Burkhalter said she was told this is the first time in recent history the dark rooms have actually flooded.

“(Photography professors) have not made curricular modifications yet because they are assessing as to whether this was a one time fluke craziness because of all the rain or if this is a new facilities issue,” Burkhalter said.

Werner said access to the rooms is not fair to students.

“When I was in Photo I, one professor would have to change the curriculum to fit the access we had because there’s no time to do what all is needed considering it is only open three hours a day, four days a week,” she said. “It can take three hours just to make one print. Imagine the time you need to make 10 to 15 prints.”

She said giving students 24 hour access to the darkrooms would allow them to work all night.

“Many students work too, so these hours don’t fit our schedule,” Werner said. “It’s 6 p.m. to 9 p.m., which are typical work hours for students, I would assume.”

Werner said out of the ten dark rooms, nine have water leaking inside. She said the dark room office has mold on the ceiling and she thinks there is not proper ventilation inside.

“I have heard that for years now UNA has been sending the people in control of their accreditation a list of tasks they are going to fulfill, but they never do,” Werner said. “If I have seen this many issues in the year I’ve been here, I can only imagine what the art administrators have dealt with for years.”

Michael Gautney, assistant vice president of facilities administration and planning,, said four of the nine dark rooms located in the communications building experienced water damage caused by a roof leak.

“There is a portion of the East roof that has an internal drain that became clogged causing the water to pool up on the roof and eventually drained into the dark rooms below,” he said.

Gautney said once facilities became informed of the situation, the drain was cleared.

“Additional measures are being planned to remedy this situation as soon as weather permits, including removing the roofing in this area to install additional ice and water shield membrane under the roof, as well as improved flashing,” he said.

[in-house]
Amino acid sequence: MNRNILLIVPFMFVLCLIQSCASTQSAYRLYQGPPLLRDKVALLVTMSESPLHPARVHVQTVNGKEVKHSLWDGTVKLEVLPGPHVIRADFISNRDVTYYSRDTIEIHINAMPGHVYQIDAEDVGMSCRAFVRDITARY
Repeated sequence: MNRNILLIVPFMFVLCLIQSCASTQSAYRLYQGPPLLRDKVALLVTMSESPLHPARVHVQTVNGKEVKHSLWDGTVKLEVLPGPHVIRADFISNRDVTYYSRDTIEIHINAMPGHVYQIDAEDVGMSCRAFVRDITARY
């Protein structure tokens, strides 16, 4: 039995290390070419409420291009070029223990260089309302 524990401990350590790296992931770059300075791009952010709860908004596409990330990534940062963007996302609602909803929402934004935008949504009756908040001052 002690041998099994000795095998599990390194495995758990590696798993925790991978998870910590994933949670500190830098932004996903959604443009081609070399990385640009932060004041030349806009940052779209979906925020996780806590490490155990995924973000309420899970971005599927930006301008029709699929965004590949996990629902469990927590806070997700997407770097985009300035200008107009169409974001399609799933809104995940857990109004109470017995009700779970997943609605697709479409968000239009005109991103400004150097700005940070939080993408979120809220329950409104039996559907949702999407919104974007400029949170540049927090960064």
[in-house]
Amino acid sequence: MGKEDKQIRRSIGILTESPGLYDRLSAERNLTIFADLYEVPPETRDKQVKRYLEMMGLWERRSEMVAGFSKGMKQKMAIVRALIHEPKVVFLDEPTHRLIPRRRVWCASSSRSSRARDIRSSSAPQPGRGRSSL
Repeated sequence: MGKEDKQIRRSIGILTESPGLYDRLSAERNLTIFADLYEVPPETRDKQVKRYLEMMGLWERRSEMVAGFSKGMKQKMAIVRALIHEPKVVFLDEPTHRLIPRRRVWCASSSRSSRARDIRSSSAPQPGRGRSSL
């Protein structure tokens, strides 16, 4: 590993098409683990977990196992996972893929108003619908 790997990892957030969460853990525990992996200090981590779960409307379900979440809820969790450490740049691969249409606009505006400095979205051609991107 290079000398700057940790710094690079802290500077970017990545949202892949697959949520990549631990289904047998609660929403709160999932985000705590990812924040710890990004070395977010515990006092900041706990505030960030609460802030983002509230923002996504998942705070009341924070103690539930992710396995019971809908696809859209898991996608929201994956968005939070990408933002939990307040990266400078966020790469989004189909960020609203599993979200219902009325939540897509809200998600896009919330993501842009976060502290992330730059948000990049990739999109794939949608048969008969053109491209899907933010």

Gautney said damages to the dark rooms include ceiling tiles and sheet rock walls that have water damage. The areas where the damage occurred will be dried, cleaned and repaired over the next few days.

Werner said a lot of the equipment students have are not the best.

“A lot of our enlargers are janky and our photo easels are old and worn down” Werner said. “Some photo easels are to the point where the measurements are off.”

Burkhalter said she knows the department chair in art is working to try to replace ceiling tiles and get temporary patches until the new space is built.

The Flor-Ala staff photographer and Fine Arts major, Dylan Baker, said the photo studio is another photography-related room on campus with poor conditions.

“There is also a leak when it rains a lot that drips down the wall onto an electrical outlet,” Baker said.

She said when the university is waiting to invest half a million dollars into a space, and hope it will happen quickly, they do not want to turn around and invest a lot of money into the old space.

“If I’ve got $500,000 sitting over here for a new space, I don’t wanna advise them to invest $100,00 or even $50,000 in a space that’s not going to be relevant in six months,” she said.

She said at this point, it is just a waiting game and students have no reason to be enthusiastic or positive about it.

“The good news is, maybe this group of students will not benefit tremendously on the photography side, but the next group of students will benefit tremendously,” Burkhalter said.

Burkhalter said she thinks students are doing the best they can by reporting these issues to people who can ask questions.

There is a reporting mechanism on campus Gautney takes and works with President Kenneth Kitts to develop a separate, comprehensive report they use to send to Montgomery.

“All information concerning facilities matters are reported to the president through Vice President of business and financial affairs, Evan Thornton,” Gautney said. “Given Project 208 is a multifaced initiative focused on the long standing funding inadequacies between state universities, this discussion is much more than a lack of funding for upkeep of facilities.”

Gautney said lack of funding has resulted in inadequate funds to maintain the aging campus facilities.